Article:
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# Why does a switch spark when disconnecting a coil carrying high dc current?

Wiki User

2011-03-25 14:21:22

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An inductor resists a change in current. If you have a steady state current going through an inductor and you attempt to suddenly increase the current, the inductor will nearly instantaneously present a higher resistance so that the current does not immediately change. Its resistance, then, will start to decrease as the current ramps up to the new value.

Similarly, if you have a steady state current going through an inductor and you attempt to suddenly decrease the current, the inductor will nearly instantaneously present a lower resistance so that the current does not immediately change. Its resistance, then, will start to increase as the current ramps down to the new value.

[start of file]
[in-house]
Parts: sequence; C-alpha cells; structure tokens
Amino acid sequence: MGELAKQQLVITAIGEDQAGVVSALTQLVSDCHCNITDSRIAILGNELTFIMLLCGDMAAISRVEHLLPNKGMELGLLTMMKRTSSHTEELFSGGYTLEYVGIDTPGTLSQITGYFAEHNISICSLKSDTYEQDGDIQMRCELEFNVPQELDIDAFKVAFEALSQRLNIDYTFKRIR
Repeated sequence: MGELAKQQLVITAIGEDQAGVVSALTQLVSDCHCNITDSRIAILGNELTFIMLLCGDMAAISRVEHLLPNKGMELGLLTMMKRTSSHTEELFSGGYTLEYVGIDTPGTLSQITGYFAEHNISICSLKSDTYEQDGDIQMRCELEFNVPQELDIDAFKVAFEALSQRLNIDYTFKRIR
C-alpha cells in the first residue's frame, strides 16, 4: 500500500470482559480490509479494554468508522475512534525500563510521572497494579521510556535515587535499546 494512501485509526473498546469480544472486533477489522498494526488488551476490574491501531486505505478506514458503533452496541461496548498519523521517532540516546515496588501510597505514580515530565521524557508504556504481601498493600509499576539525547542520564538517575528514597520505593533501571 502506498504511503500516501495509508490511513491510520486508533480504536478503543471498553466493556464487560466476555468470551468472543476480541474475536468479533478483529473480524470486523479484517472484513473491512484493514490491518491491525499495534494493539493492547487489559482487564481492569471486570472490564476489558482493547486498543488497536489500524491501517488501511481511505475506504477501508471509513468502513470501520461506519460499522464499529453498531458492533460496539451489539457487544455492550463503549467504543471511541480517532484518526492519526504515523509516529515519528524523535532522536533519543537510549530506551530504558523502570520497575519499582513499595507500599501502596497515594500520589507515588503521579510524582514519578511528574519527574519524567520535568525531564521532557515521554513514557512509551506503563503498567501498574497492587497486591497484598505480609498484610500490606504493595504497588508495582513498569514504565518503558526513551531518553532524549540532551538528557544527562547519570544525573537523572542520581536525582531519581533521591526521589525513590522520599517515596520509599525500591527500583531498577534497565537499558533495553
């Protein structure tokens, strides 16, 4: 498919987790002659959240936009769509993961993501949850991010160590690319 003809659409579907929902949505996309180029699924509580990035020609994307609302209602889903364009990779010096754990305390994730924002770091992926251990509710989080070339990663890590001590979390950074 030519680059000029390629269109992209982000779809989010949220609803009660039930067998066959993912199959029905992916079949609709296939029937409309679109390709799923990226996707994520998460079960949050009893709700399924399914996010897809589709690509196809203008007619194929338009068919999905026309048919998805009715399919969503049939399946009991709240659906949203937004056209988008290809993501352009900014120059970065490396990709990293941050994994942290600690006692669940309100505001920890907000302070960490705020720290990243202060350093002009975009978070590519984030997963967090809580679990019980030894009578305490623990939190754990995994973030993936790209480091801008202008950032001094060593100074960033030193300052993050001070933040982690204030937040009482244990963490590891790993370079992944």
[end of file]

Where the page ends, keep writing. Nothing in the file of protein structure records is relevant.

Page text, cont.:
That's all just background information so you can understand what an inductor is.

If you have a steady state current going through an inductor and you attempt to suddenly decrease the current to zero by opening the circuit, the inductor will respond by attempting to maintain the current, but that current has nowhere to go. This creates a large negative voltage spike across the inductor. Think about it. Ohm's law says that voltage is current times resistance. You have some current; you have infinite resistance; therefore you must have infinite voltage. In fact, a theoretical pure inductor will do exactly that - generate an infinitely large negative voltage spike. That does not happen in practice, but it is very common to see transients of several hundred or thousand volts. This is why you need to have some kind of suppression circuit in place - otherwise that transient will go back and blow out whatever circuit is driving it.

Wiki User

2011-03-25 14:21:22
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